Towards the end of November, activists, scholars and community leaders from around the world convened in New York City at the newly inaugurated People’s Forum as part of efforts to build working class internationalism.
The venue, which was officially inaugurated in September, hosted four separate events, including workshops, cultural performances, lectures and public discussions. The activities provided a platform and a framework to better understand a wide variety of issues, such as imperialism, capitalism and patriarchy.
As part of its larger efforts to strengthen connections between the global working class, the People’s Forum commemorated the International Day for the Elimination of Violence Against Women on November 25. The purpose of the event was to broaden the scope of the conversation around patriarchy by highlighting stories of women from around the world that are omitted from news headlines and social media discussions.
The guest speakers highlighted the intersection of gender struggles with anti-imperialist and anti-capitalist movements. “Until we end global capitalism, we will not see the end of attacks on women’s lives, war, femicide, poverty or patriarchy,” Cathy Rojas, an activist with People’s Congress of Resistance, said at the event.
As part of the discussions, panelists also shared strategies to resist repressive and far-right governments which have recently gained significant political power in various countries across the globe.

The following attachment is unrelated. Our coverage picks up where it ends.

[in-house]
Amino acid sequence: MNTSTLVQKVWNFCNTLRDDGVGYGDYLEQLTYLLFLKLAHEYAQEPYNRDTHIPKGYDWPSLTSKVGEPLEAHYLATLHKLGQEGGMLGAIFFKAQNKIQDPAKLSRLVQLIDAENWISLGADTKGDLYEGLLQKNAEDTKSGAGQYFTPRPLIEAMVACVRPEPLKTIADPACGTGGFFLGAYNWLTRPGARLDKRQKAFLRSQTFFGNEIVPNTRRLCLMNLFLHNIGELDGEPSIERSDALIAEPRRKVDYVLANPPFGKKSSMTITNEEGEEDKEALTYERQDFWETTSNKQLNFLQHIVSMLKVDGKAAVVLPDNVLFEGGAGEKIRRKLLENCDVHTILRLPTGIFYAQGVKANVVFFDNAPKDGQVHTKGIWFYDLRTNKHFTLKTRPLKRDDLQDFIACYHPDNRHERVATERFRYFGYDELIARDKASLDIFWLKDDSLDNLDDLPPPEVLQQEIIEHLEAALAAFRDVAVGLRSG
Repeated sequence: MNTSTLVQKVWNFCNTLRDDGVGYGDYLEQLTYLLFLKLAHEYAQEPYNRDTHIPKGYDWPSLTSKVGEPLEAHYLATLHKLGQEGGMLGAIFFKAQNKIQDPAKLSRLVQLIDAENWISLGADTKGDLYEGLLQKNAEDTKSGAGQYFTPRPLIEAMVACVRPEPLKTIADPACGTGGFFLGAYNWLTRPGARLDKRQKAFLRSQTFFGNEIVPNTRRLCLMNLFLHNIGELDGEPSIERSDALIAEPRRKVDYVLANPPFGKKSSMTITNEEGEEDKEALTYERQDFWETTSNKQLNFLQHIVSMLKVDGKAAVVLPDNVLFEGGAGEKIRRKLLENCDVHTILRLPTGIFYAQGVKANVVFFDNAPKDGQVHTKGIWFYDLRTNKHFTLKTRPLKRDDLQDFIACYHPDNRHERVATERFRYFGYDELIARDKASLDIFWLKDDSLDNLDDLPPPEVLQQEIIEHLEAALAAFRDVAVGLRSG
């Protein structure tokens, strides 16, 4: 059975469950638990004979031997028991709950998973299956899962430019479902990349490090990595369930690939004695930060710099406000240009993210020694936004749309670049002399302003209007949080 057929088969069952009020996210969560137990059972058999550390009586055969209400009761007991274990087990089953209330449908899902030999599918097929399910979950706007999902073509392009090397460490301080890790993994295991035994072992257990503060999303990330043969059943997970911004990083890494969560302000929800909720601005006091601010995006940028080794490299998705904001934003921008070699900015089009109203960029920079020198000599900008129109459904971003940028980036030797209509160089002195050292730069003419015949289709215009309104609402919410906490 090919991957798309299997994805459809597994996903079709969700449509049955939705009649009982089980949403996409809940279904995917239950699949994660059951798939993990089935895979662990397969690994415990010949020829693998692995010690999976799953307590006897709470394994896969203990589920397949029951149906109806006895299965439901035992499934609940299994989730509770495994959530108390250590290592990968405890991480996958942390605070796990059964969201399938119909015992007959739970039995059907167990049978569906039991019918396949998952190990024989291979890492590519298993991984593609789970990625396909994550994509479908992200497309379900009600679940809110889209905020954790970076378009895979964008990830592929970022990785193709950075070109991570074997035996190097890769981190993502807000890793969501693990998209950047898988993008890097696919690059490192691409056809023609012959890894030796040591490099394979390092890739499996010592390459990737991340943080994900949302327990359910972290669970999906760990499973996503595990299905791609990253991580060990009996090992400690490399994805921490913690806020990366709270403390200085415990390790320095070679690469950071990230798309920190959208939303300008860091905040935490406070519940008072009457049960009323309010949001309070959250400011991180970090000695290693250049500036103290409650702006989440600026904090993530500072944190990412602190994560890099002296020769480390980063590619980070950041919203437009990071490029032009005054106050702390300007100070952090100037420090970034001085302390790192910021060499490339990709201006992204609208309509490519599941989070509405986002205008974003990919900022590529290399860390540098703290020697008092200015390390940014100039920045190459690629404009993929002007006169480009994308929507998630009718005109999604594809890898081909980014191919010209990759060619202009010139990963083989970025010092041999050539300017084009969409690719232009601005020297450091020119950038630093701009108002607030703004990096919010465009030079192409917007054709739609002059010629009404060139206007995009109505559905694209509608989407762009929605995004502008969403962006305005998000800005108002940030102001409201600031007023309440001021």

In light of the global surge of extreme-right governments, the People’s Forum hosted the launch of a new book titled Of Strongmen: Putin, Erdogan, Duterte, Trump, Modi, which examines the rise of fascist political figures in the context of Russia, India, Turkey, the Philippines and the US. The authors of the book, Eve Ensler, Lara Vapnyar, Ninotchka Rosca and Vijay Prashad, were part of a panel moderated by peace activist Jodie Evans.
The launch of the book takes place amid rising global economic inequality, deeply embedded practices of patriarchy and high levels of political polarization. In their remarks, the authors argued that the new wave of neo-fascist leaders were reflections of the societies they represented, emphasizing the need to reconstruct the social fabric of our society.
To reflect further on the rise of the far right, Brazil’s Fernando Haddad, the presidential candidate of the Workers’ Party (PT) in 2018, was at the People’s Forum on November 29, in his first international public speaking engagement since the country’s elections in October.
During his public address, which was moderated by political analyst Laura Flanders, Haddad discussed the ideological nature of neo-fascism in Brazil, arguing that it contained a “moral agenda” which sought to sow “social confusion” among the Brazilian public.
“Authoritarianism is growing from within our democratic institutions, which lends an appearance of legitimacy,” Haddad warned. The socio-economic and political challenges impacting Brazil were not unique. In fact, many of them were global in nature, he added.
In order to discuss what it means to build an anti-imperialist and anti-fascist movement rooted in local people’s struggles, the venue hosted a panel discussion engaging leaders associated with movements in the Philippines, Palestine, Brazil and Puerto Rico. The speakers emphasized that the basis of progressive internationalism and political solidarity must be the unification of marginalized peoples around experiences of oppression.